This county voted to recognize Black Lives Matter. Then it OKd 310 more Tasers
As Bay Area communities adopt resolutions supporting the Black Lives Matter movement, one Silicon Valley county this week voted to stockpile its Sheriff’s Department with nearly $1 million in new Taser guns.
On Wednesday, the San Mateo County Board of Supervisors approved a budget that includes the purchase of 310 new Tasers. The approval of the Taser purchase is coming under fire, in part because it occurred just minutes after the board adopted a resolution supporting the Black Lives Matter movement.
“We have heard from our community and from protesters across the nation that enough is enough,” wrote Warren Slocum, the board’s president, in a statement posted on the county supervisor’s website. “We need to take concrete steps to address this injustice.”
In 2018, three unarmed people died after officers used Tasers on them within county limits.
By Friday evening, none of the five county supervisors could be reached for comment.
Video from a board meeting in early May, prior to George Floyd’s killing in late May in Minneapolis, shows the board approved the acquisition unanimously, and it was seen as a necessary expenditure required to replace the department’s aged, 15-year-old Tasers.
David Canepa, a supervisor for the county’s District 5, which includes South San Francisco, Daly City and San Bruno, said the expense was “a matter of common sense.”
The May vote came less than one year after county law enforcement officials revised their use-of-force policies, which included limiting the number of times a Taser can be used against a person to three and narrowing the justifications for use from “active resistance” to “causing immediate physical injury or threatening to cause physical injury.”
The new devices are considered safer than earlier versions, limiting the amount of time the Taser operates after it hits its target to five seconds, according to board minutes.
The department rejected recommendations by the American Civil Liberties Union to ban the use of carotid restraints, or chokeholds.
Across the San Francisco Bay Area, Black Lives Matter protests have erupted since Floyd’s killing on May 25.
In Menlo Park, a wealthy tech community on the San Francisco Bay Peninsula, the city’s chief of police retired abruptly during a virtual town hall meeting last week. He did so after listening to community members complain about his force’s racial profiling, alleged racism and his department’s cozy relationship with the social media behemoth Facebook.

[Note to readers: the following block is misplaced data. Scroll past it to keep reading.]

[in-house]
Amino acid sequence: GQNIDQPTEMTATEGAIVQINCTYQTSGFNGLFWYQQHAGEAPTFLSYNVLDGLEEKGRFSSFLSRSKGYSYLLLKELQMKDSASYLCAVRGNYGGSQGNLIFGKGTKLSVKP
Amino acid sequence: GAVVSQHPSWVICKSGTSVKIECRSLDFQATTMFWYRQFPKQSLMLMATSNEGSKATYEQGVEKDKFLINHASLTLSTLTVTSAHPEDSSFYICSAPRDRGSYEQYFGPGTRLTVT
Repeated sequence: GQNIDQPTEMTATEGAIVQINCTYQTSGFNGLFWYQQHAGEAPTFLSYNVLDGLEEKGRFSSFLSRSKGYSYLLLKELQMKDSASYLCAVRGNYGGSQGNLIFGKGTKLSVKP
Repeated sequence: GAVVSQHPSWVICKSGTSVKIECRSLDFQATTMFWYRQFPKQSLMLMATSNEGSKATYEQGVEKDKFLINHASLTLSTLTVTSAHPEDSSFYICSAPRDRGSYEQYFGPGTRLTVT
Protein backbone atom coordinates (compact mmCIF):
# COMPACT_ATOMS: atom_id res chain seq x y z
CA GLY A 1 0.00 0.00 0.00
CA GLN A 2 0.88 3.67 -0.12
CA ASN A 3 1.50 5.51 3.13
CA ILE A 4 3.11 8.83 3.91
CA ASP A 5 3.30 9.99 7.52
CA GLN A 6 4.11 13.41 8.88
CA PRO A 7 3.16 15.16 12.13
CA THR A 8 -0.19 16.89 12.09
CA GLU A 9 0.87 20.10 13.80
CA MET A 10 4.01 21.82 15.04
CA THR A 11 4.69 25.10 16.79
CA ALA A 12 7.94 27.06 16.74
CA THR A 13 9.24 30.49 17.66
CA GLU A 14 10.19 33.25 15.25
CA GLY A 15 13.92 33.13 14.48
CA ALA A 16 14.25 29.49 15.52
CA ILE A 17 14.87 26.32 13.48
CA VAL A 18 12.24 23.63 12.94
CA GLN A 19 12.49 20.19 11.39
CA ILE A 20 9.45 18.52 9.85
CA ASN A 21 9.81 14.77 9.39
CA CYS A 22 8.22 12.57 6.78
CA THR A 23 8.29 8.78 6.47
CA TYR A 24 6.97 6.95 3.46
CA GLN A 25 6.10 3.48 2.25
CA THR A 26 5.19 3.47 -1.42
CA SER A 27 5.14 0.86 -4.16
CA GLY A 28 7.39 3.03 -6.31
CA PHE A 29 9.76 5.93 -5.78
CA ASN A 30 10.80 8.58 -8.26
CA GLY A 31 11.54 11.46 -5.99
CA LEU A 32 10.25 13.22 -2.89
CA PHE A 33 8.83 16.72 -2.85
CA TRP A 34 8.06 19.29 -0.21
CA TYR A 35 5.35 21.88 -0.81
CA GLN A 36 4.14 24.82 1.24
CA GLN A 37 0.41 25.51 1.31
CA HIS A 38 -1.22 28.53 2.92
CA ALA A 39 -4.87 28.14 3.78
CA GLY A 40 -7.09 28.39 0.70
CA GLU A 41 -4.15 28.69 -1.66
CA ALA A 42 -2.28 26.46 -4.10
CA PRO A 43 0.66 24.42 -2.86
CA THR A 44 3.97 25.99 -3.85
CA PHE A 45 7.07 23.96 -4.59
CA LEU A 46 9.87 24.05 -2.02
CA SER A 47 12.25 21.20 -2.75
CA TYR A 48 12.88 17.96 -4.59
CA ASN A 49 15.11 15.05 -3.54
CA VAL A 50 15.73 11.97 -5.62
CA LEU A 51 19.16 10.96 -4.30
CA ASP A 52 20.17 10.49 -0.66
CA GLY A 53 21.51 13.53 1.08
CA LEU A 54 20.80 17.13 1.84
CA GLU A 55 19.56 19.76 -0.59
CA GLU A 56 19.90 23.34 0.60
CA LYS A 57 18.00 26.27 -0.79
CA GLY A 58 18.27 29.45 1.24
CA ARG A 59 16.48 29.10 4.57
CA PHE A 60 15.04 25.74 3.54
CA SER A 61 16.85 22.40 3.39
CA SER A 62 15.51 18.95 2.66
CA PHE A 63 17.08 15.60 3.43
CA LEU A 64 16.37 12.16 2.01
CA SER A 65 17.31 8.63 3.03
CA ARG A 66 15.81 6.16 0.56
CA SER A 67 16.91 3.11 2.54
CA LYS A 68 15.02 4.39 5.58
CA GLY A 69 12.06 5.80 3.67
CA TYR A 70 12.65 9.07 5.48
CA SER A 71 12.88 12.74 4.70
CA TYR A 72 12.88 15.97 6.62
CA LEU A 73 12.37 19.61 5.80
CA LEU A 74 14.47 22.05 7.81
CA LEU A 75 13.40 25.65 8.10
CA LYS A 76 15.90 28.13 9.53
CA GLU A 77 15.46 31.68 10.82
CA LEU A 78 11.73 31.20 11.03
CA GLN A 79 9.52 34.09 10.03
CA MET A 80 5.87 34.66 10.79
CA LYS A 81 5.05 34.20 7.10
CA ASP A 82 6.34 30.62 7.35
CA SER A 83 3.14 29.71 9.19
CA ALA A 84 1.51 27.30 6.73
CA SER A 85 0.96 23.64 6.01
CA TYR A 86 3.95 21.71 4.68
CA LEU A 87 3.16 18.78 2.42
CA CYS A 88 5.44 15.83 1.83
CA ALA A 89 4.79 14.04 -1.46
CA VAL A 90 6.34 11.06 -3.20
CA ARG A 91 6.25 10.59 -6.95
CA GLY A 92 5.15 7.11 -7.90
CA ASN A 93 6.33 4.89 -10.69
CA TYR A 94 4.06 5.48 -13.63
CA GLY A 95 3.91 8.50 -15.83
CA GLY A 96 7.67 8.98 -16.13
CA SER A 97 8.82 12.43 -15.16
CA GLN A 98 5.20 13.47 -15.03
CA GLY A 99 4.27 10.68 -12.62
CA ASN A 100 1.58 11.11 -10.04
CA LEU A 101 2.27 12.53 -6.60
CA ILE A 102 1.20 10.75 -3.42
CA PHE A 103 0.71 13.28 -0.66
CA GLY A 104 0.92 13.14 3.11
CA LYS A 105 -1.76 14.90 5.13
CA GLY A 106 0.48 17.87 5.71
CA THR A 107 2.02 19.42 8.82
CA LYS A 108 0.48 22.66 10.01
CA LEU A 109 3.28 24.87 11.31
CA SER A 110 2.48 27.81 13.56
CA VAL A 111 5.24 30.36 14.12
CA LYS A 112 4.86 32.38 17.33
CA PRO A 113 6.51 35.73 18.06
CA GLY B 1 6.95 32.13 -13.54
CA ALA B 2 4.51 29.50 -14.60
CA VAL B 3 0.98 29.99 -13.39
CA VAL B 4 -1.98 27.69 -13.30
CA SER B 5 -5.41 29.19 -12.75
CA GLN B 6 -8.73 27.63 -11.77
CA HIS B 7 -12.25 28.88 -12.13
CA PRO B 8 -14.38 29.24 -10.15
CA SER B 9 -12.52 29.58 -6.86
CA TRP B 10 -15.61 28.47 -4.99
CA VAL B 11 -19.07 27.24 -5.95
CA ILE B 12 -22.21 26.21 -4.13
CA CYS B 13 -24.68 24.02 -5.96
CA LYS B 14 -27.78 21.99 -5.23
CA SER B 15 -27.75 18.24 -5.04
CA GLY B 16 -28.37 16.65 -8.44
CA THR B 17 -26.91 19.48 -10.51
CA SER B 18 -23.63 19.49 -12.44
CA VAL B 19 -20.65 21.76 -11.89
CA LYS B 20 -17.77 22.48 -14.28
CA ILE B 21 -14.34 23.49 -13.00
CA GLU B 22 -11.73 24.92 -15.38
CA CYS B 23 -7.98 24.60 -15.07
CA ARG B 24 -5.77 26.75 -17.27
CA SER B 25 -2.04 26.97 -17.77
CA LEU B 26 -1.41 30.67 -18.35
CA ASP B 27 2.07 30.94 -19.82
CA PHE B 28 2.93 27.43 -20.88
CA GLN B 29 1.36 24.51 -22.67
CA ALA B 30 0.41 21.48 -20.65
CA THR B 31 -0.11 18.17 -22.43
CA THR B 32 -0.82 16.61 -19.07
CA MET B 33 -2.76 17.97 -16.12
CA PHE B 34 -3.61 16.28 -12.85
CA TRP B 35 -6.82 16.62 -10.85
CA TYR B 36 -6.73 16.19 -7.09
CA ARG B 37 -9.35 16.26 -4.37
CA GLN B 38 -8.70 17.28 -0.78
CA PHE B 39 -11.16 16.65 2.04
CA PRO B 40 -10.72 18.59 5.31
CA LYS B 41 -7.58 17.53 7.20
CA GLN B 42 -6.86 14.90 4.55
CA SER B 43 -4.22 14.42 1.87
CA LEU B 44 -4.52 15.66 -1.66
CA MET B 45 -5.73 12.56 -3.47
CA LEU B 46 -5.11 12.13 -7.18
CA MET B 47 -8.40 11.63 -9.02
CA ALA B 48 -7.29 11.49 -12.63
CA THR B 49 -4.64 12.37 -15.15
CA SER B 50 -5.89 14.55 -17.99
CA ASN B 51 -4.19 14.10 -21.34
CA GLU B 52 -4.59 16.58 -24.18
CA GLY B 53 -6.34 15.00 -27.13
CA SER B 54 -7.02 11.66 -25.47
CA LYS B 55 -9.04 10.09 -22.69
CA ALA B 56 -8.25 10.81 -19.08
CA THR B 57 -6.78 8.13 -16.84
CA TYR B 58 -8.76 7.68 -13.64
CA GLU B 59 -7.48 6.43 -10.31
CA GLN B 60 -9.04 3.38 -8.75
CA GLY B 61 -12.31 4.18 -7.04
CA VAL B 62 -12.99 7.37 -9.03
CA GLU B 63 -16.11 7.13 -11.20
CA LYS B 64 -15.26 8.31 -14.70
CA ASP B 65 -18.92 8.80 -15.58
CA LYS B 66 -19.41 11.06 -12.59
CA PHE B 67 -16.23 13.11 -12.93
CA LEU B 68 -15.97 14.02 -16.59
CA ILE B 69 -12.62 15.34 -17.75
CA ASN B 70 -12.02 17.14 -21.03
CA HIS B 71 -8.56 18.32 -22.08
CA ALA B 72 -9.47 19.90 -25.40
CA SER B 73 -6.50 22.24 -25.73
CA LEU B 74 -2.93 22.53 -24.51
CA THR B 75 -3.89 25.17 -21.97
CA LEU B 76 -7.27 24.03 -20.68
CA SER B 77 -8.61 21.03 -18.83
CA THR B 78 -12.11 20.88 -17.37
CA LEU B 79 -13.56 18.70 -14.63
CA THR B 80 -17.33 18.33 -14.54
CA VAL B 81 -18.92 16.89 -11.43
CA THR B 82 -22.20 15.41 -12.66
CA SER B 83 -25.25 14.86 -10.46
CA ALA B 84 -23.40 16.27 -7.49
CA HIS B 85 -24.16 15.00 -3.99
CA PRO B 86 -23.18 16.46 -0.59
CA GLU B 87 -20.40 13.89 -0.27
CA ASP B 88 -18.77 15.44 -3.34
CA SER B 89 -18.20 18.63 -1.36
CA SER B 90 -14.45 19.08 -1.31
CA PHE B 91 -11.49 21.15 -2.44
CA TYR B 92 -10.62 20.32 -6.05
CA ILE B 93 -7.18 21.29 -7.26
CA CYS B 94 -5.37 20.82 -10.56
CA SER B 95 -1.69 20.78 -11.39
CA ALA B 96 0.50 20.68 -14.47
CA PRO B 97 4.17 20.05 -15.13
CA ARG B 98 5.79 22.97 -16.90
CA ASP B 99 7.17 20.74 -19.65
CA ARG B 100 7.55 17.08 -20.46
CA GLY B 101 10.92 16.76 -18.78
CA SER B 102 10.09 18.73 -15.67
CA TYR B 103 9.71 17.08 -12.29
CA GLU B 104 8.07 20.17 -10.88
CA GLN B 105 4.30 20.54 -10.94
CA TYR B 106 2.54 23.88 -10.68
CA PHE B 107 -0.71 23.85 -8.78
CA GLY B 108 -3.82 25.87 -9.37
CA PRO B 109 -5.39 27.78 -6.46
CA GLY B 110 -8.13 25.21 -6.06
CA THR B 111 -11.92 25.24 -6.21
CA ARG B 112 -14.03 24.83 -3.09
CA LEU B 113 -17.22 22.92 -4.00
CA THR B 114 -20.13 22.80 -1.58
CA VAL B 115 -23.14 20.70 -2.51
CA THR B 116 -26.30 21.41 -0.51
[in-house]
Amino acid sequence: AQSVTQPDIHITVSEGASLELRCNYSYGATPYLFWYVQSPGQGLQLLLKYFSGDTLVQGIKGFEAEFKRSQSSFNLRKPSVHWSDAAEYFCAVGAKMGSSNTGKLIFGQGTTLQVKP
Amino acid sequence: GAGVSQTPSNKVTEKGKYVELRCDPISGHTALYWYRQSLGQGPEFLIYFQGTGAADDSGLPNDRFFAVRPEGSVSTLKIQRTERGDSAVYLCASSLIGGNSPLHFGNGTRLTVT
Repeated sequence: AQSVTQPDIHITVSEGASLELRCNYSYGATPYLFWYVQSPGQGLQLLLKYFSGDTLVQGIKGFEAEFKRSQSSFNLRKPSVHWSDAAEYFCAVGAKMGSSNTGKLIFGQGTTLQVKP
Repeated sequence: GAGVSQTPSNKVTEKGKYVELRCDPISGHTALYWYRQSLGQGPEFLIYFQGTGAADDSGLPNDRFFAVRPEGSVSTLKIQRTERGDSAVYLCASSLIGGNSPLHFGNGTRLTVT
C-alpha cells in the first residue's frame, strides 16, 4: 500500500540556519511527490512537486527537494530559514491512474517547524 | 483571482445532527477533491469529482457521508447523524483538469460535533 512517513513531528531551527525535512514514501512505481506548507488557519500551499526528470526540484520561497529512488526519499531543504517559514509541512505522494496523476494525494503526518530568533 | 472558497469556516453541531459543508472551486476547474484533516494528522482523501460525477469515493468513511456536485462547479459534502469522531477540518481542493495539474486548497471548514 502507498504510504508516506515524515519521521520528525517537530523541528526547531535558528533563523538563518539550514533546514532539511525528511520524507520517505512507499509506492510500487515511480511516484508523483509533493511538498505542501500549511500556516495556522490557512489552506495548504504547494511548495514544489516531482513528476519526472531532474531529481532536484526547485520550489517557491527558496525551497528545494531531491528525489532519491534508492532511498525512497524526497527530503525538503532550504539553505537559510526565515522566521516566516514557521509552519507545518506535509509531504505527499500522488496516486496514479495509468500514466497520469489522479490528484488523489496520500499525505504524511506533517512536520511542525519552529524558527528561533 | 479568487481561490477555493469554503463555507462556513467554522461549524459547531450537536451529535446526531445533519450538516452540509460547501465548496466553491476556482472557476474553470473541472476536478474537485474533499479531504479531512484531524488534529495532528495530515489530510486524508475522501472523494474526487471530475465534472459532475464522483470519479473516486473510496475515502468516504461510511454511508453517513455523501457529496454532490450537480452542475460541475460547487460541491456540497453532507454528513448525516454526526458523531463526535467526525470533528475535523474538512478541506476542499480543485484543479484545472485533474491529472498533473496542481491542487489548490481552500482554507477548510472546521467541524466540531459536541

“It’s confusing and crazy and totally not surprising,” said Faraji Foster, an artist and activist from East Palo Alto, referring to the San Mateo board’s votes and the chief’s retirement.
“The police have been terrorizing us for years,” he said while attending a Black Lives Matter demonstration in Palo Alto on Thursday night. “They don’t know any other way.”
Foster said the BLM movement calls for a reduction in law enforcement funding and police violence against Black communities and people. It also calls for investment in educational, recreational and senior care in Black communities.
“They say they support Black lives, but how can we believe it if they’re investing in more weapons for the police?” said Tenedra Julian, a resident of East Palo Alto, who was at the Thursday demonstration.
Palo Alto, part of Santa Clara County, has a median property value of $1.99 million and 56% of the population is white, 31% Asian, 4% Latinx, and just 1.2% Black.
In East Palo Alto, part of San Mateo County, the median home price is $600,200 and 60.7% of the population is Latino, 10.6% Black, 10.3% Pacific Islander and 8.9% white.
The demonstration, which started at Palo Alto’s City Hall, was convened by the Hood Squad, an activist group in East Palo Alto.
Hundreds of people marched north through the city’s streets to San Francisquito Creek, where they crossed into San Mateo County — passing through a thicket of dense redwoods and the memorialized 1769 campsite of Gaspar de Portola — convening in front of the city’s Police Department, where the demonstrators, led by Foster and Los Angeles rapper Milla, chanted, “Defund the police,” “Black lives matter” and “Hey hey, ho ho, these racist cops have got to go.”
Two police officers were seen leaving their patrol cars for the building. A few others were observed peeking out of the department building’s windows.
Income disparity in the Bay Area is higher than anywhere else in the state. According to an analysis conducted this year by the Public Policy Institute of California, residents in the 90th percentile of incomes earned $384,000 a year, compared with those at the bottom 10th percentile, who earned just $32,000.
The gap is striking as one drives from the west side of the 101 Freeway, in Menlo Park, to the eastern side, home to the city’s Belle Haven neighborhood and East Palo Alto. Or north along Middlefield Road from Atherton, which is one of the wealthiest ZIP Codes in the nation, to Redwood City.
Multi-acre estates, hidden by giant oaks, redwoods and magnolias, give way, almost immediately, to strip malls, car repair shops and abandoned industrial warehouses.
And for decades, the communities surrounding these wealthy enclaves have felt targeted by police, often afraid to venture too close.
“When I was a kid, East Palo Alto was considered the murder capital of the world,” Foster said. “Yet, I felt safer there than I ever did walking down the streets of downtown Menlo Park or Palo Alto.”
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